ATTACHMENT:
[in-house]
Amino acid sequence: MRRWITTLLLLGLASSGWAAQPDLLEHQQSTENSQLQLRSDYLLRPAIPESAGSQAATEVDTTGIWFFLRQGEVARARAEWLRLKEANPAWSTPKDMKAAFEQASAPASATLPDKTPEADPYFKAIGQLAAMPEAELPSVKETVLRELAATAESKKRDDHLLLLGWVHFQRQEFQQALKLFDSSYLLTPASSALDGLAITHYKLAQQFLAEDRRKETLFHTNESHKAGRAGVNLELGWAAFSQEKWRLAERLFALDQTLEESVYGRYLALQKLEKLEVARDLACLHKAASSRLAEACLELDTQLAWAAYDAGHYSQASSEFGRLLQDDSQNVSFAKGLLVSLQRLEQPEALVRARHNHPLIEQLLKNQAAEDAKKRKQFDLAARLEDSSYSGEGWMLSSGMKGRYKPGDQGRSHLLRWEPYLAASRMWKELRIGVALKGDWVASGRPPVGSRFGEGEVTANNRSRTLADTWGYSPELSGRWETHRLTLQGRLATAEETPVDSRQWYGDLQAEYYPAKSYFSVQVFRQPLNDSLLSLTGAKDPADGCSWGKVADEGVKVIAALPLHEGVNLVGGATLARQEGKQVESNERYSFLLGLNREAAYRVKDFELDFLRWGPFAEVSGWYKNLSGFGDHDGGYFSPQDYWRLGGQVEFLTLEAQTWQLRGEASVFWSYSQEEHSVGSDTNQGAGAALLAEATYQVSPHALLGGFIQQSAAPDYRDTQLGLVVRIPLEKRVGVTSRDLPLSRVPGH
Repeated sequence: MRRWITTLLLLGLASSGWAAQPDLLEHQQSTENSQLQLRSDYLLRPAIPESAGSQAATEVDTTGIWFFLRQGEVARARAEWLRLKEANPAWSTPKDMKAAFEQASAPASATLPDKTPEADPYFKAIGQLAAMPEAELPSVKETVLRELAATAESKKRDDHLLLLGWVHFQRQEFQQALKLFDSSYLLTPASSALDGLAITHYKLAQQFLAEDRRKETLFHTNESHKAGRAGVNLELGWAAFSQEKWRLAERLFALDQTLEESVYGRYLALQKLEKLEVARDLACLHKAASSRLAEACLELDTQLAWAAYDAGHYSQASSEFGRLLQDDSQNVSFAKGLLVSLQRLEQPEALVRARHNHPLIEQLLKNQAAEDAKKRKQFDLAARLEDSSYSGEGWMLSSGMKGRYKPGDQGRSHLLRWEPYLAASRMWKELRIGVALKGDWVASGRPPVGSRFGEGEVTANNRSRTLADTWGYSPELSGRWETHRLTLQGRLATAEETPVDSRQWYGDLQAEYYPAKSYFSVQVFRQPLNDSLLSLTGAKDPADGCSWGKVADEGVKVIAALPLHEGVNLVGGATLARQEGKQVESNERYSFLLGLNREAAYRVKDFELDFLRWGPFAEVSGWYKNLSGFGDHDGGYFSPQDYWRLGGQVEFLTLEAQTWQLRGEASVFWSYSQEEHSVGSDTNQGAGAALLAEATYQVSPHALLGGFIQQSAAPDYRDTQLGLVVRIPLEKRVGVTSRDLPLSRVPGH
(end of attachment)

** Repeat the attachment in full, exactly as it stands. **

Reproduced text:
[in-house]
Amino acid sequence: MRRWITTLLLLGLASSGWAAQPDLLEHQQSTENSQLQLRSDYLLRPAIPESAGSQAATEVDTTGIWFFLRQGEVARARAEWLRLKEANPAWSTPKDMKAAFEQASAPASATLPDKTPEADPYFKAIGQLAAMPEAELPSVKETVLRELAATAESKKRDDHLLLLGWVHFQRQEFQQALKLFDSSYLLTPASSALDGLAITHYKLAQQFLAEDRRKETLFHTNESHKAGRAGVNLELGWAAFSQEKWRLAERLFALDQTLEESVYGRYLALQKLEKLEVARDLACLHKAASSRLAEACLELDTQLAWAAYDAGHYSQASSEFGRLLQDDSQNVSFAKGLLVSLQRLEQPEALVRARHNHPLIEQLLKNQAAEDAKKRKQFDLAARLEDSSYSGEGWMLSSGMKGRYKPGDQGRSHLLRWEPYLAASRMWKELRIGVALKGDWVASGRPPVGSRFGEGEVTANNRSRTLADTWGYSPELSGRWETHRLTLQGRLATAEETPVDSRQWYGDLQAEYYPAKSYFSVQVFRQPLNDSLLSLTGAKDPADGCSWGKVADEGVKVIAALPLHEGVNLVGGATLARQEGKQVESNERYSFLLGLNREAAYRVKDFELDFLRWGPFAEVSGWYKNLSGFGDHDGGYFSPQDYWRLGGQVEFLTLEAQTWQLRGEASVFWSYSQEEHSVGSDTNQGAGAALLAEATYQVSPHALLGGFIQQSAAPDYRDTQLGLVVRIPLEKRVGVTSRDLPLSRVPGH
Repeated sequence: MRRWITTLLLLGLASSGWAAQPDLLEHQQSTENSQLQLRSDYLLRPAIPESAGSQAATEVDTTGIWFFLRQGEVARARAEWLRLKEANPAWSTPKDMKAAFEQASAPASATLPDKTPEADPYFKAIGQLAAMPEAELPSVKETVLRELAATAESKKRDDHLLLLGWVHFQRQEFQQALKLFDSSYLLTPASSALDGLAITHYKLAQQFLAEDRRKETLFHTNESHKAGRAGVNLELGWAAFSQEKWRLAERLFALDQTLEESVYGRYLALQKLEKLEVARDLACLHKAASSRLAEACLELDTQLAWAAYDAGHYSQASSEFGRLLQDDSQNVSFAKGLLVSLQRLEQPEALVRARHNHPLIEQLLKNQAAEDAKKRKQFDLAARLEDSSYSGEGWMLSSGMKGRYKPGDQGRSHLLRWEPYLAASRMWKELRIGVALKGDWVASGRPPVGSRFGEGEVTANNRSRTLADTWGYSPELSGRWETHRLTLQGRLATAEETPVDSRQWYGDLQAEYYPAKSYFSVQVFRQPLNDSLLSLTGAKDPADGCSWGKVADEGVKVIAALPLHEGVNLVGGATLARQEGKQVESNERYSFLLGLNREAAYRVKDFELDFLRWGPFAEVSGWYKNLSGFGDHDGGYFSPQDYWRLGGQVEFLTLEAQTWQLRGEASVFWSYSQEEHSVGSDTNQGAGAALLAEATYQVSPHALLGGFIQQSAAPDYRDTQLGLVVRIPLEKRVGVTSRDLPLSRVPGH